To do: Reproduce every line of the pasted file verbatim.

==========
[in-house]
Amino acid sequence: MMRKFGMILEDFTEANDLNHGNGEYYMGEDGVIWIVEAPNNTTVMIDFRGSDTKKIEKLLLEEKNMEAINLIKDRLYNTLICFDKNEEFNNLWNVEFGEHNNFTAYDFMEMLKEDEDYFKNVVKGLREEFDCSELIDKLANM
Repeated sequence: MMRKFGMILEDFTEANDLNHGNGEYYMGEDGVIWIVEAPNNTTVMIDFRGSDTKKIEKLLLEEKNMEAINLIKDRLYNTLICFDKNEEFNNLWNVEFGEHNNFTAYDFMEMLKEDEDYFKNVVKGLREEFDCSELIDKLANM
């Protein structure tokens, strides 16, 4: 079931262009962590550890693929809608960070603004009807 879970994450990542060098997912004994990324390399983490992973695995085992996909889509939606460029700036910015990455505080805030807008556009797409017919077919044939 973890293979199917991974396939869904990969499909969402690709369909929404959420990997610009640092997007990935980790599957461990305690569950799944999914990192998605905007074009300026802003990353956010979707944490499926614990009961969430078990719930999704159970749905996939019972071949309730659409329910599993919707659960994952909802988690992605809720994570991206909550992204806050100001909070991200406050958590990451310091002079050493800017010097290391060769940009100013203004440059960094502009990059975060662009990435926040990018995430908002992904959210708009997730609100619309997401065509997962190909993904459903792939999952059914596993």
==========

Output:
[in-house]
Amino acid sequence: MMRKFGMILEDFTEANDLNHGNGEYYMGEDGVIWIVEAPNNTTVMIDFRGSDTKKIEKLLLEEKNMEAINLIKDRLYNTLICFDKNEEFNNLWNVEFGEHNNFTAYDFMEMLKEDEDYFKNVVKGLREEFDCSELIDKLANM
Repeated sequence: MMRKFGMILEDFTEANDLNHGNGEYYMGEDGVIWIVEAPNNTTVMIDFRGSDTKKIEKLLLEEKNMEAINLIKDRLYNTLICFDKNEEFNNLWNVEFGEHNNFTAYDFMEMLKEDEDYFKNVVKGLREEFDCSELIDKLANM
């Protein structure tokens, strides 16, 4: 079931262009962590550890693929809608960070603004009807 879970994450990542060098997912004994990324390399983490992973695995085992996909889509939606460029700036910015990455505080805030807008556009797409017919077919044939 973890293979199917991974396939869904990969499909969402690709369909929404959420990997610009640092997007990935980790599957461990305690569950799944999914990192998605905007074009300026802003990353956010979707944490499926614990009961969430078990719930999704159970749905996939019972071949309730659409329910599993919707659960994952909802988690992605809720994570991206909550992204806050100001909070991200406050958590990451310091002079050493800017010097290391060769940009100013203004440059960094502009990059975060662009990435926040990018995430908002992904959210708009997730609100619309997401065509997962190909993904459903792939999952059914596993």